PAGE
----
GENEVA / YEMEN REPORT

03-Sep-2019 00:03:29
The people of Yemen have been subject to “numerous” possible war crimes in recent years including forced recruitment of children and sexual abuse in detention, UN-appointed senior rights experts said today, in an appeal to the international community to do more to end the conflict. UNTV CH
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STORY: GENEVA / YEMEN REPORT
TRT: 3:29
SOURCE: UNTV CH
RESTRICTIONS: NONE
LANGUAGE: ENGLISH / NATS

DATELINE: 3 SEPTEMBER 2019, GENEVA, SWITZERLAND
SHOTLIST
1. Wide shot, UN Geneva flag alley
2. Wide shot, press room, journalists (seated), podium
3. Med shot, journalists in foreground, podium to rear
4. SOUNDBITE (French) Kamel Jenoubi, Chair of the Group of Eminent International and Regional Experts on Yemen:
“The parties to the conflict in Yemen – all the parties – are responsible for numerous violations of human rights, of international law and humanitarian law. Some of these violations may constitute war crimes.”
5. Med shot, journalists in foreground looking at laptops, podium to rear
6. SOUNDBITE (English) Melissa Parke, International Expert:
“The Group of Experts have recommended that Third States prohibit the authorization of arms transfers and refrain from providing arms to parties to the conflict. This is because of the prevailing risk that such arms will be used by parties to commit or facilitate serious violations of international humanitarian and human rights law.”
7. Close up, multitude of laptop screens, journalists writing.
8. SOUNDBITE (English) Charles Garraway, International Expert:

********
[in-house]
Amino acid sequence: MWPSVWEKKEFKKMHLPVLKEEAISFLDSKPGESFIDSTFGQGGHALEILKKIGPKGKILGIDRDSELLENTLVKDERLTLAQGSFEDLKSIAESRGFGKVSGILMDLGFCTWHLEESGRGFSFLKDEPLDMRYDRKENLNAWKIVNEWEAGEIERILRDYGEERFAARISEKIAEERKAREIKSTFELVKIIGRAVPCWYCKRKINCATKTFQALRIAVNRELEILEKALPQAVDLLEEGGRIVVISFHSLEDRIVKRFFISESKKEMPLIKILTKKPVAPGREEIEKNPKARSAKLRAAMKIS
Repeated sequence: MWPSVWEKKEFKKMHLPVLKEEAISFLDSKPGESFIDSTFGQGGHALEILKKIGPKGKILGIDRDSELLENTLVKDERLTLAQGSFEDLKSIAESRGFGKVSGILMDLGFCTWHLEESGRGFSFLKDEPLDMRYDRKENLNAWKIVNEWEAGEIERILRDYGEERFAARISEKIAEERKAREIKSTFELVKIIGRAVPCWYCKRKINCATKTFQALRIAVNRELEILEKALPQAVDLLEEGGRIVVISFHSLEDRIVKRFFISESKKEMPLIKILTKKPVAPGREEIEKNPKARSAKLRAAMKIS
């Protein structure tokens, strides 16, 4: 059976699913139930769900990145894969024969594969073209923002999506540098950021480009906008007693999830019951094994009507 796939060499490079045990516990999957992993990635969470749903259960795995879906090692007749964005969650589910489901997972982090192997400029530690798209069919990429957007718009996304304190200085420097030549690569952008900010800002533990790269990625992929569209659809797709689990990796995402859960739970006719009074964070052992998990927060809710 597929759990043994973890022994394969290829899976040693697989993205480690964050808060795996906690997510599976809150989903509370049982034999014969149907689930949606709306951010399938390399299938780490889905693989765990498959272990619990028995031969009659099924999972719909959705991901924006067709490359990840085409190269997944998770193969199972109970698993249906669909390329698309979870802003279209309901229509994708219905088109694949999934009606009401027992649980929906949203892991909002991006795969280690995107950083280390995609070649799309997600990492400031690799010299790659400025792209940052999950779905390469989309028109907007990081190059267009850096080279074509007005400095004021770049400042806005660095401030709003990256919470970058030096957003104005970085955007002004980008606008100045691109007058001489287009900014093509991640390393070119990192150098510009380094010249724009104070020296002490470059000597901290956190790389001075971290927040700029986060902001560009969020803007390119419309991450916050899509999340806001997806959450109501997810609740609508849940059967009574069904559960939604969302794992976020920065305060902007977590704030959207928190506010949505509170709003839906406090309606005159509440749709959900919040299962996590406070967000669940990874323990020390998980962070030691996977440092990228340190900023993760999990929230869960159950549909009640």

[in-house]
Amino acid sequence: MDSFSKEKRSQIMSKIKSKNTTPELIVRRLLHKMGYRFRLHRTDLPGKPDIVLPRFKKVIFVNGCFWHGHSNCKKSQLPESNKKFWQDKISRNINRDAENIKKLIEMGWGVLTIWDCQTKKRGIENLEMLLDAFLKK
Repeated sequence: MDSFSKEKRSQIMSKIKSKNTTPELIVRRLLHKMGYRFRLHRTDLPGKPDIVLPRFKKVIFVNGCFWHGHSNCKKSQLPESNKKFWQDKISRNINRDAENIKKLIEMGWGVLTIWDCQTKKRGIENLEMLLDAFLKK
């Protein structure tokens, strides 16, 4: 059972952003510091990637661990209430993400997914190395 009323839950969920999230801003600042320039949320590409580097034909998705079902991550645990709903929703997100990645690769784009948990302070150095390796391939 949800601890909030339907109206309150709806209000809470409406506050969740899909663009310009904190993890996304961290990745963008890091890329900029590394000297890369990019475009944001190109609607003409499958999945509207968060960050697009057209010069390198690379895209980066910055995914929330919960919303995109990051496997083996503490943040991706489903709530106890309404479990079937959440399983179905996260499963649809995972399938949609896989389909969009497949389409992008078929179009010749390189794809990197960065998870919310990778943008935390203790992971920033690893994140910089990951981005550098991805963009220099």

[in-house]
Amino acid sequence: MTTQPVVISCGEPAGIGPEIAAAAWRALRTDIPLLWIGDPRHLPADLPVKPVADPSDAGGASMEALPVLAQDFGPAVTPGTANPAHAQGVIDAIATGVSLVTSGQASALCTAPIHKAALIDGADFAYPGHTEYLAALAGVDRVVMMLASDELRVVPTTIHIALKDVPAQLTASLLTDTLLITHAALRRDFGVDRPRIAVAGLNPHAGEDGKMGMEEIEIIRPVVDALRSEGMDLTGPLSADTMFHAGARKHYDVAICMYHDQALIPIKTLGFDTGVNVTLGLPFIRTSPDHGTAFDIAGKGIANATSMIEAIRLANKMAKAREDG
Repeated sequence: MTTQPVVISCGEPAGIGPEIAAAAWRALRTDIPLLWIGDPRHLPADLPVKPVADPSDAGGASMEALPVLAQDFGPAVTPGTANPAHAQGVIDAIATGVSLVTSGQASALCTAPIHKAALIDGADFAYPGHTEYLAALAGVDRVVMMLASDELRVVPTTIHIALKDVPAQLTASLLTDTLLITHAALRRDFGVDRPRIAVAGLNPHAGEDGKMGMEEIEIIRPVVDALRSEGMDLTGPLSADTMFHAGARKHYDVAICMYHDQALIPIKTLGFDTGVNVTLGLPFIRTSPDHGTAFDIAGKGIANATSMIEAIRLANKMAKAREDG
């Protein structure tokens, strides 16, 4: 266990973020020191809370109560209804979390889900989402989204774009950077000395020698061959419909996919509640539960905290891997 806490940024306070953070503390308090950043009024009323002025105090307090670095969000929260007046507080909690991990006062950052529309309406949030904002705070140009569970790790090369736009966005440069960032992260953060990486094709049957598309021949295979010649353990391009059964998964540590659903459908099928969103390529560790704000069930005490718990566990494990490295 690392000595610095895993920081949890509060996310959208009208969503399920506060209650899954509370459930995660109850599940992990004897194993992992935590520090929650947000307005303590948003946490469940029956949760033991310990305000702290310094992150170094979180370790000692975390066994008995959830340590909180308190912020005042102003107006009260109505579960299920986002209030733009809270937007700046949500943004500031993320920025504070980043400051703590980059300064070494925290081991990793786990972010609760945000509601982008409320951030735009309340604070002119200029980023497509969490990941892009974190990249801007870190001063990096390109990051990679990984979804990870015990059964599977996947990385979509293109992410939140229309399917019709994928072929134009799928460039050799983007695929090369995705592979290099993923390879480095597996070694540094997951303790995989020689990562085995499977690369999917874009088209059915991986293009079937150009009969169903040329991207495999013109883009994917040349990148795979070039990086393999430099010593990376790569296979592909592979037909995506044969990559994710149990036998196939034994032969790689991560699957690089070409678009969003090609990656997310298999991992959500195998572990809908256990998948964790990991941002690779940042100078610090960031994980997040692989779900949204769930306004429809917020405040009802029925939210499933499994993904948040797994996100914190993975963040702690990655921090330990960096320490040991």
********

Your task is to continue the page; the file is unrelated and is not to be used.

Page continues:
“There are certain States who are well known to be supplying weapons; that includes the United States, that includes the United Kingdom and it includes France, to name but three. On the other side, it is reported that Iran may be supplying weapons to the Houthis.”
9. Close up, blue felt-tip pen, Press statement
10. SOUNDBITE (French) Kamel Jenoubi, Chair of the Group of Eminent International and Regional Experts on Yemen:
“The missiles, the airstrikes, the snipers, that hit people going about their daily business, often without warning and in places where there’s no active conflict. It gives the impression that there’s nowhere in Yemen that you can call safe, or where you can hide.”
11. Med shot, journalist writing on laptop, looks up
12. SOUNDBITE (English) Melissa Parke, International Expert:
“We’ve had incidents this year where the Coalition has struck an MSF cholera treatment centre just prior to it opening for business, so taking that out of action for the year. And we’ve had both sides of the parties to the conflict actively impeding the delivery of cholera vaccines to the population of Yemen.”
13. Close up, journalist looking down in foreground, profile, others behind
14. SOUNDBITE (French) Kamel Jenoubi, Chair of the Group of Eminent International and Regional Experts on Yemen:
“The parties – all the parties – actively recruit children, including by force. The parties to the conflict harass and threaten rights activists, journalists, human rights defenders, humanitarian workers, they impose restrictions on their work, that often cut off services provided to people in need.”
15.Med shot, reporters
16. SOUNDBITE (French) Kamel Jenoubi, Chair of the Group of Eminent International and Regional Experts on Yemen:
“Blockade and siege-like tactics, attacks on targets essential to the survival of the population and restrictions on the provision of food aid deprive the population of food, water and medicine at a time of an unprecedented humanitarian crisis, with more than 24 million people, about 80 per cent of the population, depending on humanitarian aid to survive.”
17. Various shots, reporters
STORYLINE
The people of Yemen have been subject to “numerous” possible war crimes in recent years including forced recruitment of children and sexual abuse in detention, UN-appointed senior rights experts said today, in an appeal to the international community to do more to end the conflict.